- Sweden: Consumer Confidence, Business Tendency Survey, Public Finance (Mar)
- Spain: Mortgage Market (Jan), Order Book Forecast (Mar)
- Italy: ISTAT Business & Consumer Survey Press Release (Mar)
- Germany: Business Registrations & Deregistrations (Dec), Import & Export Prices (Feb), IAB Labor Market Barometer (Mar)
- Vietnam: GDP (Q1), CPI, IP, International Trade, Passenger & Cargo Traffic Statistics, Manufacturing Sales and Inventories, International Visitor Arrivals (Mar); Korea: Economic Sentiment
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Economy in Brief
U.S. Energy Product Prices Remain Under Pressure
Regular gasoline prices held steady at $2.32 per gallon last week (12.1% y/y) for the third straight week...
German Federal Debt Levels Fall
German debt level fell outright in Q4 2016 as the ratio of federal debt-to-GDP also fell...
NABE 2018 Forecast: Modest Improvement in Economic Growth & Higher Inflation
The NABE expects 2.5% real U.S. economic growth in 2018 compared to 2.3% forecast for 2017...
Texas Factory Sector Activity Remains Strong
The Dallas Fed indicated in its Texas Manufacturing Outlook Survey that the General Business Activity Index eased during March...
EMU Money and Credit Growth Are Less Than Impressive Than Euro-PMIs
EMU nominal money supply growth is slightly higher over three months, but credit growth in the EMU is slower...
Durable Goods Orders Strengthened by Another Jump in Aircraft
New orders for durable goods rose 1.7% (5.0% y/y) during February...
by Robert Brusca November 30, 2016
German retail sales rebounded strongly in October, gaining 2.6% after a 1% decline in September. Even with two monthly drops in a row in August and September, the October rebound puts rates on a three-month growth track. But German retail sales have been so volatile that it is still hard to discern a trend. Even with the strong readings for October, it is not clear that three-month, six-month and 12-month growth rates are not still locked in a downtrend.
The sequential growth rates tell a more optimistic story but one that we know can easily be erased in the next month's report. Sales patterns are accelerating from 12-month to six-month to three-month. But real sales are not quite on that same upbeat profile as they show a slight six-month to three-month deceleration.
Quite separately auto registrations in Germany have been contracting and their contraction is sequentially more severe. Over 12 months they contract at a 5.3% pace, over six months the contraction pace steps up to -14.9% while over three months it is at a -24.4% annual rate. Registrations did put in two monthly gains in a row in August and September before collapsing in October. That kind of action makes trends hard to read.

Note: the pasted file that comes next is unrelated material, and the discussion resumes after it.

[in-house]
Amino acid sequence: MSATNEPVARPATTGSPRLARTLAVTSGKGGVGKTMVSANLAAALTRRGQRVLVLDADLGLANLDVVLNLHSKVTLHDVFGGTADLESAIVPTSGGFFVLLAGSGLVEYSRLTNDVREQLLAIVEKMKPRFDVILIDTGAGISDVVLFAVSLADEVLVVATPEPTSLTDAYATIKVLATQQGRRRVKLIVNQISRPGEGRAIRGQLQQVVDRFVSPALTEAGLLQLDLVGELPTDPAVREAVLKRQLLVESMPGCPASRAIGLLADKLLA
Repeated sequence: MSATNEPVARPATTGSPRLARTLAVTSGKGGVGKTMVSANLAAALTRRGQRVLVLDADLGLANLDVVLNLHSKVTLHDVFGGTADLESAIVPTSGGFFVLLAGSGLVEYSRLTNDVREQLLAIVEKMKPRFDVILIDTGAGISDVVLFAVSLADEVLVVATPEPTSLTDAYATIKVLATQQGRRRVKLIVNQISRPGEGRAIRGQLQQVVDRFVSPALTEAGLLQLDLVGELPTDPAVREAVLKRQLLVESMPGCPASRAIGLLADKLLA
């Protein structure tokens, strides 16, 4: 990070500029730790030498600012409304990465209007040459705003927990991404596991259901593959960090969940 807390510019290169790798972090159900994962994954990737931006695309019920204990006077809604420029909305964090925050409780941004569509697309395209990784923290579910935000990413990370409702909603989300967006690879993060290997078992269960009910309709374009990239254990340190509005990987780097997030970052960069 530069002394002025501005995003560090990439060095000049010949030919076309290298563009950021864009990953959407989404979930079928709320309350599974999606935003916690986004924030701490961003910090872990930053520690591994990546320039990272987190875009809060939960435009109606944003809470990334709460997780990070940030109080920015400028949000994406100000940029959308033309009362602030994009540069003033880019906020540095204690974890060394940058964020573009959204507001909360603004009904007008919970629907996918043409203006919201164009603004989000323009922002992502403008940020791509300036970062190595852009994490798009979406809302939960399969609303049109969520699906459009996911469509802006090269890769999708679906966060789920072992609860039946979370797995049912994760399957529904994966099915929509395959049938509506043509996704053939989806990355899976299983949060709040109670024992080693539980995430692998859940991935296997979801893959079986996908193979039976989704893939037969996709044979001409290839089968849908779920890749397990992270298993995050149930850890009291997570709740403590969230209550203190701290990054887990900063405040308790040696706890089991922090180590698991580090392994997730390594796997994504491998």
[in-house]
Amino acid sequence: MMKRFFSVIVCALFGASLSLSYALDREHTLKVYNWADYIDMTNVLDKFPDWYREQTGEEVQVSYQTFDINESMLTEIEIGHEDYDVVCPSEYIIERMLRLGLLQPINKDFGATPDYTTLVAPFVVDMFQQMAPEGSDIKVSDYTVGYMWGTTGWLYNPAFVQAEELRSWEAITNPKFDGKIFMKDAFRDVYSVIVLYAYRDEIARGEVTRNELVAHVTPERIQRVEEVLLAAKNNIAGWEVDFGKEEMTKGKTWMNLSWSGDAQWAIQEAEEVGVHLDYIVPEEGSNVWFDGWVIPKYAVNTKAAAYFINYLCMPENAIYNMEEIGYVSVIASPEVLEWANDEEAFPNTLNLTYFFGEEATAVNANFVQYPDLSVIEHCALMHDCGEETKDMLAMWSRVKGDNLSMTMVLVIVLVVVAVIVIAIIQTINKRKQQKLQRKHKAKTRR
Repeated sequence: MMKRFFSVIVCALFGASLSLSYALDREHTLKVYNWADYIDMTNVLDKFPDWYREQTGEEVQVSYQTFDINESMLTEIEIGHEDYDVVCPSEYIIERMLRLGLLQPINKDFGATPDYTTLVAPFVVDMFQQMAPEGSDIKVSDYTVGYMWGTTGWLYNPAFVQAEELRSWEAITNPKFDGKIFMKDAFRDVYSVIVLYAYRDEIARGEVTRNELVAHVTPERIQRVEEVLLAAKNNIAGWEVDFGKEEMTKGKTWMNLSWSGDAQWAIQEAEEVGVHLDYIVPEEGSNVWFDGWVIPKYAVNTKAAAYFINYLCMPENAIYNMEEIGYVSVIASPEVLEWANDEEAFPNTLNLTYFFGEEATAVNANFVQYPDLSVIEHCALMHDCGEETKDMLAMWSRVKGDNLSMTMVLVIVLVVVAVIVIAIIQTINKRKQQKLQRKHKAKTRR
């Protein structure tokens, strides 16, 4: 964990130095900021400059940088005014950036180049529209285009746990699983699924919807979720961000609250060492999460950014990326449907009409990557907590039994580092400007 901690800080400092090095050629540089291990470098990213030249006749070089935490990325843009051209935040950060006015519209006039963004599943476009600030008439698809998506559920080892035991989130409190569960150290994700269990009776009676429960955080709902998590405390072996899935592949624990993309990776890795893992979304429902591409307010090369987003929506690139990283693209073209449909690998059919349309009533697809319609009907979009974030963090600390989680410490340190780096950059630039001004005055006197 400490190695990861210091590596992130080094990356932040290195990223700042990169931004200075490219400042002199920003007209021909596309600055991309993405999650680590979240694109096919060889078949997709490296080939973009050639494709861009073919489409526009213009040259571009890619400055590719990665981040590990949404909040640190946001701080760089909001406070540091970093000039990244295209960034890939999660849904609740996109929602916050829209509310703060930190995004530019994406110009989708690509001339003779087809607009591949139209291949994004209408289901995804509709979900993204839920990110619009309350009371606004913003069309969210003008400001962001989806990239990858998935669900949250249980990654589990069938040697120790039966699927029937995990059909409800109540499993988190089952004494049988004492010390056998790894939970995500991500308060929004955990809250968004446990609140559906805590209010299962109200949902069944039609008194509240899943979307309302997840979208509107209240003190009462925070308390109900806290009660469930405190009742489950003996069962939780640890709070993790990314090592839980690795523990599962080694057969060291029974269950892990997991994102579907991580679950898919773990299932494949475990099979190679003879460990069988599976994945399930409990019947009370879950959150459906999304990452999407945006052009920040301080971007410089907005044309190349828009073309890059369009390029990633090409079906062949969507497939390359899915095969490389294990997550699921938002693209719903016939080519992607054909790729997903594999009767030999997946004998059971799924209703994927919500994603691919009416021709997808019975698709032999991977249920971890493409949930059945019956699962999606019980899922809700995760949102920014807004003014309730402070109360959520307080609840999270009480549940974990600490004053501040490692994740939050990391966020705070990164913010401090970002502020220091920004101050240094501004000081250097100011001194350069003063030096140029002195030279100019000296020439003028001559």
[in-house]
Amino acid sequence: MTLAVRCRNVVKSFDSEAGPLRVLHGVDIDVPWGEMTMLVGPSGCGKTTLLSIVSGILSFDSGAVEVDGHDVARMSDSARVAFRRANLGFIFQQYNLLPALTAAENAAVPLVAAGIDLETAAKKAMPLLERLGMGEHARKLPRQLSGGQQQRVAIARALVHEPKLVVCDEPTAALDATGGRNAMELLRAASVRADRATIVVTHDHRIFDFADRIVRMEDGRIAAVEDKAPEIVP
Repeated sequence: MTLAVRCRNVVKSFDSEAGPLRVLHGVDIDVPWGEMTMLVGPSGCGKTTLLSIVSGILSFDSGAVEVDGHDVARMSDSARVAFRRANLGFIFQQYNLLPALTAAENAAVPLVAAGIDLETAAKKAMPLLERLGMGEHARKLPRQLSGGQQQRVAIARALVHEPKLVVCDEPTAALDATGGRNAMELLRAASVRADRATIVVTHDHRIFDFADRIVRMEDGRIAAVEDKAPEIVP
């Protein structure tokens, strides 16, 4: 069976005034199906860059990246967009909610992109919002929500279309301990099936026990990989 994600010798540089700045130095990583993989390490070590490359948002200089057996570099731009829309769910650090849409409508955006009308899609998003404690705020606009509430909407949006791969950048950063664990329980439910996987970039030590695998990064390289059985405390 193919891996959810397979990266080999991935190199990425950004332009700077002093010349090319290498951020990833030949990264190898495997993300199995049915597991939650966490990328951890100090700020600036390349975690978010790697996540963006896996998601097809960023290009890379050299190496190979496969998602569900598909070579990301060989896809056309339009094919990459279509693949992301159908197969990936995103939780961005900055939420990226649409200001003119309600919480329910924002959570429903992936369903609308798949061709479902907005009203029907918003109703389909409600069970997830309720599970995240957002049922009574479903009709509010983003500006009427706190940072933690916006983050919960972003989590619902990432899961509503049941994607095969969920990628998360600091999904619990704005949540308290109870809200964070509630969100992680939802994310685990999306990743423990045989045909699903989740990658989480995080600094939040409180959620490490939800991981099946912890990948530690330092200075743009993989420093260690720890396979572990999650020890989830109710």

However, in the quarter-to-date, German retail sales are up at an 11.5% pace and for real sales the pace is 8.4%. Auto registrations are still undergoing a severe contraction early in Q4. But since this quarterly calculation is based on positioning one month over the previous quarter's average and compounding the results, the actual growth rates are subject to great change as the rest of the quarterly data come in. This is essentially like a GDP NOW calculation where we take the current trend as gospel and do not try to guess any change in the trend for the rest of the quarter. It yields volatile results, but it is unbiased and free of judgment.
At the table, we survey other early retail sales reporters. The U.K., France and Portugal show sales gains in October with Spain showing a real sales decline but only one of -0.1% over three months. The U.K. and France post strong sales gains while Spain and Portugal log substantial three-month declines. However, on all other horizons, all the countries retail sales are increasing and usually on solid to strong rates of growth (France over six months is an exception with weak growth). In the quarter-to-date, only real sales in Spain show a decline; that is only at less than a -1% annual rate.
On balance, retail sales in key EMU countries and in the U.K. seem reasonably resilient if not strong. There is a great deal of volatility making it hard to tell if sales are changing speeds for real or not. However, in the recently released EU Commission indices, retailing was the top performing sector in the EMU area. The EU Commission retail diffusion readings for select EMU members are presented in a companion chart. France shows some softening, but the rest demonstrate firming.